seconds = (seconds % 3600) % 60;
       return `PT${hours}H${minutes}M${seconds}S`;
     } else {
       const minutes = Math.floor(seconds / 60);
       seconds %= 60;
       return `PT${minutes}M${seconds}S`;
     }
   } else {
     return `PT${seconds}S`;
   }
 }
}
{% c-block-end %}

Setting up the Storyline File

Now that we're finished with the JavaScript file, we can hop over to Storyline. Open whatever project you're working on or create a new project for testing purposes.

Working with Course Duration

Let's start with the course duration. There are two elements to keep in mind:

  1. Starting and stopping the course timer
  2. Reporting the course duration with an xAPI statement

Starting and stopping the course timer happens independently of sending an xAPI statement.

If you remember from the section where we set up the timers, you can start the course timer by adding the following code to an "Execute JavaScript" trigger in Storyline:

{% c-block language="js" %}
manageTimer.course.start();
{% c-block-end %}

I recommend executing this trigger as soon as the first slide's timeline starts in your Storyline course.

However, what if you give the user the option to restart your Storyline course using a "Restart course" trigger on a custom button? You can restart the course timer by adding an "Execute JavaScript" trigger that fires whenever the user clicks the Restart button:

{% c-block language="js" %}
manageTimer.course.reset();
{% c-block-end %}

And, if needed, you can stop your course timer with the following code in an "Execute JavaScript" trigger:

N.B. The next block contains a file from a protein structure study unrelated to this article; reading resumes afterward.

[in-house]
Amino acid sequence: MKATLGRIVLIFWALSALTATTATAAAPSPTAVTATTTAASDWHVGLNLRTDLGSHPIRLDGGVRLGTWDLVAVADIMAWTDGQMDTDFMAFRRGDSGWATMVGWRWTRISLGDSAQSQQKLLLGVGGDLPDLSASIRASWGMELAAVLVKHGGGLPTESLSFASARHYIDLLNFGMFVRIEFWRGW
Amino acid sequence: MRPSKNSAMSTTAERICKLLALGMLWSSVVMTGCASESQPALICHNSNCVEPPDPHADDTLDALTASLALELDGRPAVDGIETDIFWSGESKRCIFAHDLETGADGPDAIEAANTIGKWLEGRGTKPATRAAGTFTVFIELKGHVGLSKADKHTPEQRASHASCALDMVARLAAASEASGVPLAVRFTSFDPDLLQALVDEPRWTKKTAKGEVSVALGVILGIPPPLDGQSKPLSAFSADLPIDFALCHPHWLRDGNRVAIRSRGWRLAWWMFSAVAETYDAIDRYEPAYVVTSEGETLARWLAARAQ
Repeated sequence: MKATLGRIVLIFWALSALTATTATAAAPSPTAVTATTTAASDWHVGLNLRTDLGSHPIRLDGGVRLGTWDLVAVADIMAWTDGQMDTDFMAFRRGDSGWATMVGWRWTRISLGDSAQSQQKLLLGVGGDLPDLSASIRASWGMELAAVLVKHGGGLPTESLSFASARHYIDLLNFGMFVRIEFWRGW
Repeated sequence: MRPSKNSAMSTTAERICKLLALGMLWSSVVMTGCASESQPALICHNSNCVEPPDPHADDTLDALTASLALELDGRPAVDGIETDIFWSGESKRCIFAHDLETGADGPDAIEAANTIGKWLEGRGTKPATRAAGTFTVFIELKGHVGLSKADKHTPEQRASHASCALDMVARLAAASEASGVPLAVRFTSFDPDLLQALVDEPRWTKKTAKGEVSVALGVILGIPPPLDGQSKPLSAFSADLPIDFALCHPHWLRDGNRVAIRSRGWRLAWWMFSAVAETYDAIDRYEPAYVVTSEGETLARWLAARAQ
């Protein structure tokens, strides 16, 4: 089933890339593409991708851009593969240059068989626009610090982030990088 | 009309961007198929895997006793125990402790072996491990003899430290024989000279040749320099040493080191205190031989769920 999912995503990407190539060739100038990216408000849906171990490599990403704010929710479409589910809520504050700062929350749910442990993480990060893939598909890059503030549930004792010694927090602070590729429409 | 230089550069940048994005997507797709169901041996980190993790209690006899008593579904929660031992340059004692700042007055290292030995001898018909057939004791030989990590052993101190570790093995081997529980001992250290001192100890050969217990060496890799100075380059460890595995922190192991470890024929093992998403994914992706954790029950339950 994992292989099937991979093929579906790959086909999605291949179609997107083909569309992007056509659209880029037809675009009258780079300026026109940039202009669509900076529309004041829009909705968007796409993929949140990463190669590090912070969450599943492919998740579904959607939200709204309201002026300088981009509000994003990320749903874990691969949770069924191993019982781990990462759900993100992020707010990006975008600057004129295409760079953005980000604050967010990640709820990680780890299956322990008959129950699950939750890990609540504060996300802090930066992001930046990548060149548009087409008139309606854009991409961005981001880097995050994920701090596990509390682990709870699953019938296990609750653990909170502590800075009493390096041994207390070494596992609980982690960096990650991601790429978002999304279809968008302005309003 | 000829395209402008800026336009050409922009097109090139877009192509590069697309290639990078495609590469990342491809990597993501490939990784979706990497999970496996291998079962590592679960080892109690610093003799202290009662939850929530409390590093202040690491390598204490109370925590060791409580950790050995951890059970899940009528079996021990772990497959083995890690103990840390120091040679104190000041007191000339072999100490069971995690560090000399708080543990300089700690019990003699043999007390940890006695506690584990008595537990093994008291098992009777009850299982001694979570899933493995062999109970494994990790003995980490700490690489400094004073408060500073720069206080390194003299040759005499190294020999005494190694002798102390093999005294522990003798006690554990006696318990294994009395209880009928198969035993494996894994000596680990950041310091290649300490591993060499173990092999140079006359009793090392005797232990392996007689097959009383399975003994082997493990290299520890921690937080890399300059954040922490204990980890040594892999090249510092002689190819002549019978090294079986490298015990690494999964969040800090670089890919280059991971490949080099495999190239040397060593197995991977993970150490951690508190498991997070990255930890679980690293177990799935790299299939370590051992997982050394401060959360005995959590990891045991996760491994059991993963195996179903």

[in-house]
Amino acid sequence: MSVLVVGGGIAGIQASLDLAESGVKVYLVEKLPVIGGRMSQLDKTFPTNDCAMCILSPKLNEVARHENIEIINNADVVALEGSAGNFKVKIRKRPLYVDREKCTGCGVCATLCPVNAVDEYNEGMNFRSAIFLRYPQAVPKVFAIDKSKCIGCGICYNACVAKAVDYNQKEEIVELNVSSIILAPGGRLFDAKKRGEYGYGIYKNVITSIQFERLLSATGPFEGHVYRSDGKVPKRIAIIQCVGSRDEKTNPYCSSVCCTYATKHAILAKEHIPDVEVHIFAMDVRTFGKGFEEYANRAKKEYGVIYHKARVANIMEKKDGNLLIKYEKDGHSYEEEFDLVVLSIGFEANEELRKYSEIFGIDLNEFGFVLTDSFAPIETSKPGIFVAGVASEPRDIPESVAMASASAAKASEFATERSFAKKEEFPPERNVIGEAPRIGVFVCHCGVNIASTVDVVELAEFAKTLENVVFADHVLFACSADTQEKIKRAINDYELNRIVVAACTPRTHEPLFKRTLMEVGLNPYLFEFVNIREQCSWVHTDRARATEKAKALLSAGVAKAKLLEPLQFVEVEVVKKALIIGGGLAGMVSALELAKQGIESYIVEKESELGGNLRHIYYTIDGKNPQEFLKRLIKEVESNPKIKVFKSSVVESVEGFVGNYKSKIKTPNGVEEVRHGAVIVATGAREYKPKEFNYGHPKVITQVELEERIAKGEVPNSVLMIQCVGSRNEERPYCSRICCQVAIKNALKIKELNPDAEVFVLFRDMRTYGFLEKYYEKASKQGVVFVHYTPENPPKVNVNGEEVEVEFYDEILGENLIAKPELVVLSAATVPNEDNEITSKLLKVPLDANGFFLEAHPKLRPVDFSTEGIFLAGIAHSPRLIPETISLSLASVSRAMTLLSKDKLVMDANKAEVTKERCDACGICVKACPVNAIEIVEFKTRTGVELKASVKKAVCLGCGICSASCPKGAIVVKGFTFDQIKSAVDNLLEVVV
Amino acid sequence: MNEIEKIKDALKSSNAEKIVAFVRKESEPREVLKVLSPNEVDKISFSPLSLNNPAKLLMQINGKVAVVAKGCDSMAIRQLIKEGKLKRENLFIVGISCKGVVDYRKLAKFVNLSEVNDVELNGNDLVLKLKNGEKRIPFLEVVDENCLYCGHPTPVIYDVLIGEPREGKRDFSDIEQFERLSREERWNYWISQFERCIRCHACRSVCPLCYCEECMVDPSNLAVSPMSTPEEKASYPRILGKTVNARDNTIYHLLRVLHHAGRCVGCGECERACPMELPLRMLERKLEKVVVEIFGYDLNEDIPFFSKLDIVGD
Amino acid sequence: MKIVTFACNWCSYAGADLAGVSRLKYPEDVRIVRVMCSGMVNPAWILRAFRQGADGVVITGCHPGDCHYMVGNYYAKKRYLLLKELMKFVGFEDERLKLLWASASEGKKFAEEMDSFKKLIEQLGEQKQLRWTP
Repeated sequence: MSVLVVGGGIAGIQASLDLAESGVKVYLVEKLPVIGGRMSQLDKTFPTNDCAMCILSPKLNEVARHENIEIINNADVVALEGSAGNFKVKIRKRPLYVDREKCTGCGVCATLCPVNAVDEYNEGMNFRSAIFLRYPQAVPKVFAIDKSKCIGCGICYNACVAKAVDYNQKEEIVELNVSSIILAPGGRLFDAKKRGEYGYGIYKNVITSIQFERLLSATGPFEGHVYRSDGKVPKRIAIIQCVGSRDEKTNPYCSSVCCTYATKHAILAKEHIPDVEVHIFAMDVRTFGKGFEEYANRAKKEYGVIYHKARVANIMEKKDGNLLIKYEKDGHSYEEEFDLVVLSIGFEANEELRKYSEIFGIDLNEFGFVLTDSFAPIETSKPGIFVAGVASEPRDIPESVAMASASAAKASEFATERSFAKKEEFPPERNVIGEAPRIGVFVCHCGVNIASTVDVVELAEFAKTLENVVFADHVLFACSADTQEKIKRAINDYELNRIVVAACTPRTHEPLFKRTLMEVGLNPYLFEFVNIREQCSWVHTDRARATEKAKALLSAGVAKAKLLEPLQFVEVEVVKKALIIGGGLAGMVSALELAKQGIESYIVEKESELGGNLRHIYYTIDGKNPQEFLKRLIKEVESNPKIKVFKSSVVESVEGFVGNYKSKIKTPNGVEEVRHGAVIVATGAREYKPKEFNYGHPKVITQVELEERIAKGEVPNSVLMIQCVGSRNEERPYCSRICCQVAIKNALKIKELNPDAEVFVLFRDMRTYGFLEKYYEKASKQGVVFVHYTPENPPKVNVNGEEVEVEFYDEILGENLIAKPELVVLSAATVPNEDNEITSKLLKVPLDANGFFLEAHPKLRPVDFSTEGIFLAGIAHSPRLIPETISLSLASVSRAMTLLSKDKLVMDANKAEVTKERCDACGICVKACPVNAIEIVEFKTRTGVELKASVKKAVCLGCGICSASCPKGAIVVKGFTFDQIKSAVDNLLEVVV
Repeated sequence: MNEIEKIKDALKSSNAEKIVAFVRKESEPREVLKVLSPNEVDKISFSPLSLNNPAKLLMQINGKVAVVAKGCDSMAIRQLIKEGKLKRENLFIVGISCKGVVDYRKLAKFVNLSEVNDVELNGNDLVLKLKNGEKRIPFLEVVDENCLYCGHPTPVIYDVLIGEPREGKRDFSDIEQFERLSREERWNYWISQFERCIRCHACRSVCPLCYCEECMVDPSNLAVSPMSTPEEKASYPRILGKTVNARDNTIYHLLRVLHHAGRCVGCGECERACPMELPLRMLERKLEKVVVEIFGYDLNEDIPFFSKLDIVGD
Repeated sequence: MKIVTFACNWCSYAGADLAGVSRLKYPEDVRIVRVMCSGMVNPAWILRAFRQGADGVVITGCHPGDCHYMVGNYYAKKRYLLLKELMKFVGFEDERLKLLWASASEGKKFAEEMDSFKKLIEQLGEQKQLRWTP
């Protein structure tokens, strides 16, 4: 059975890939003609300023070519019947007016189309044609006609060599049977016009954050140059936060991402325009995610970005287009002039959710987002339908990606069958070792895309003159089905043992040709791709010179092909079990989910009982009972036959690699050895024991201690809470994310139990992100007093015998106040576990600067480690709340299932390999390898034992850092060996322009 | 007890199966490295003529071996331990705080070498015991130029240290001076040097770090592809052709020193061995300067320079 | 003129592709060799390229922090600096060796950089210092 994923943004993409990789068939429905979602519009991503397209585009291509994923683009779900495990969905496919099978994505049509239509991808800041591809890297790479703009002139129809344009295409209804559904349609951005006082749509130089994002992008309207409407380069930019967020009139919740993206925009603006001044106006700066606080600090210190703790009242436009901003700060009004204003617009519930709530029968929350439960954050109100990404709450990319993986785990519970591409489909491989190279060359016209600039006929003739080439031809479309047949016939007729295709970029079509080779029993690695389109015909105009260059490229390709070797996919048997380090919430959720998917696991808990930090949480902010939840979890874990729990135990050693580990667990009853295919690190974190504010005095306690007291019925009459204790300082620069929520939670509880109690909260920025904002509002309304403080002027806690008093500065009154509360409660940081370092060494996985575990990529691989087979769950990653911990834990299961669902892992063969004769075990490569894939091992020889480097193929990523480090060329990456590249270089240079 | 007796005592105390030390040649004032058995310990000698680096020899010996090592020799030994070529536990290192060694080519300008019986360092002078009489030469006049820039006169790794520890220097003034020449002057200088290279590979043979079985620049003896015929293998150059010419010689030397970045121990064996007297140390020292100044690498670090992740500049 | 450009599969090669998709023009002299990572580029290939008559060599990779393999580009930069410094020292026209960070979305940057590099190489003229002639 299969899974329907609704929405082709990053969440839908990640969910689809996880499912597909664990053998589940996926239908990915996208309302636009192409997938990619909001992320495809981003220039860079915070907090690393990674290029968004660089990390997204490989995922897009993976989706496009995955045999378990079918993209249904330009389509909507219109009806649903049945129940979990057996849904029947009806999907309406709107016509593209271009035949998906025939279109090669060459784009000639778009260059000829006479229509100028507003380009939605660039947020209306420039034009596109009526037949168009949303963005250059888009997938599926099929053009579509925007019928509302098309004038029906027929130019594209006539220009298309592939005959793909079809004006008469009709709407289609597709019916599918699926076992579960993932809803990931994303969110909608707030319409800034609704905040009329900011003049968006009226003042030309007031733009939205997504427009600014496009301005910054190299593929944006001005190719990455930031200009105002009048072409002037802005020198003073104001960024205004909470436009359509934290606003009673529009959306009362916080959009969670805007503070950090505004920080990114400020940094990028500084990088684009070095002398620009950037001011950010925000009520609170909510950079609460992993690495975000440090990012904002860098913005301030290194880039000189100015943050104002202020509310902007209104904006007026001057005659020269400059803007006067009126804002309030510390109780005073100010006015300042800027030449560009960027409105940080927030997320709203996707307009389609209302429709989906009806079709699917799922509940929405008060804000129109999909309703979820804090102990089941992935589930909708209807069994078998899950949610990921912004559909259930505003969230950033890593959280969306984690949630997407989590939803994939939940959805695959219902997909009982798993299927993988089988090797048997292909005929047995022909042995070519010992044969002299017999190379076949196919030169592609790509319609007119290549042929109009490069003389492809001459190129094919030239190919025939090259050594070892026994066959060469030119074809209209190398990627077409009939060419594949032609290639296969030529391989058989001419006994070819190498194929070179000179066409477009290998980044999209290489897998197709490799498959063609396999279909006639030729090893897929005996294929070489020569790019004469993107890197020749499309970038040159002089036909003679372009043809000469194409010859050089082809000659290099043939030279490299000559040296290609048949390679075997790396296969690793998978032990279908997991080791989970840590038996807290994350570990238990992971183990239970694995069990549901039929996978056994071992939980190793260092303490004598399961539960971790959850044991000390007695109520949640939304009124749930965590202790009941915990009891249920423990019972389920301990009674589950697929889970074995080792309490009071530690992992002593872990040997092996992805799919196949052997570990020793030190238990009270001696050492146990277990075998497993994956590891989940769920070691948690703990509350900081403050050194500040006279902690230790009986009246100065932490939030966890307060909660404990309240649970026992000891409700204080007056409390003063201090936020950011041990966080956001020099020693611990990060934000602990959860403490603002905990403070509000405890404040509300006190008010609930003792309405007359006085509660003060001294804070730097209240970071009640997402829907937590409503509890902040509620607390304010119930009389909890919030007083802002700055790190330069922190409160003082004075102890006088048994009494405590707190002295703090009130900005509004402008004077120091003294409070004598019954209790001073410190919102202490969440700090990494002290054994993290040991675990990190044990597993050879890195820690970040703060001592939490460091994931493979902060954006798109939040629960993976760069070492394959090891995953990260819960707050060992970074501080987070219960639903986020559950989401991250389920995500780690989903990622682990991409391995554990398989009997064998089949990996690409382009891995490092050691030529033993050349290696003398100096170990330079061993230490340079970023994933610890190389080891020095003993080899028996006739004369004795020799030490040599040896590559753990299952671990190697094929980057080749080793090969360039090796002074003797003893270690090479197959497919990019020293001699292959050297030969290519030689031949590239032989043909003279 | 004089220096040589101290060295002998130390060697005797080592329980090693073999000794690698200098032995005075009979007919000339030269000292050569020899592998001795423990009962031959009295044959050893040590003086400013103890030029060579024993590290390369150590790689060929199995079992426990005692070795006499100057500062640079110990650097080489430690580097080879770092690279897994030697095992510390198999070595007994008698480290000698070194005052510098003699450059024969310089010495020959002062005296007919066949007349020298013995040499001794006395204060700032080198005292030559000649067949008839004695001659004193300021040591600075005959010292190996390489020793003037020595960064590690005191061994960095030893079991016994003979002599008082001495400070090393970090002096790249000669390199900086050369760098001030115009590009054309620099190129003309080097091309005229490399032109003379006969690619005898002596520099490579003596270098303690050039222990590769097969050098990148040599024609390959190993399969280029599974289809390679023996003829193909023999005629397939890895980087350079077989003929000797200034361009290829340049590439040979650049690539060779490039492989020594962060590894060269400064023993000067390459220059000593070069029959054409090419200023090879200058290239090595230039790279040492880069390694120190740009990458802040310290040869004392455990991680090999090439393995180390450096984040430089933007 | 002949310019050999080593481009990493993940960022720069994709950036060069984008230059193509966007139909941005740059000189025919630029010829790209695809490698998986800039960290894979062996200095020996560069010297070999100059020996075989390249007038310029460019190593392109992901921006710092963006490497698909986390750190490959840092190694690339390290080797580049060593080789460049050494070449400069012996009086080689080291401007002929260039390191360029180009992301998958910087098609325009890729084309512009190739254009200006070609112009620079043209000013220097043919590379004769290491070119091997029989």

{% c-block language="js" %}
manageTimer.course.stop();
{% c-block-end %}

Sending the Course Duration

When you're ready to send an xAPI statement that has the course duration attached, you need to execute the sendStatement() function (with all parameters included).

For example, imagine that you want to send a "completed" statement whenever the user reaches the last slide in your course. You can include the following line of JavaScript in an "Execute JavaScript" trigger that fires whenever the timeline starts:

{% c-block language="js" %}
sendStatement("completed", "http://example.com/completed", "example course", "http://example.com/course", "course")
{% c-block-end %}

Since we're passing "course" as the final argument, this tells the statement to include the course duration along with it.

Working with Slide Duration

Just as we can manage the course duration with concise JavaScript, we can start the slide timer by adding the following line of code to a Storyline "Execute JavaScript" trigger:

{% c-block language="js" %}
manageTimer.slide.start();
{% c-block-end %}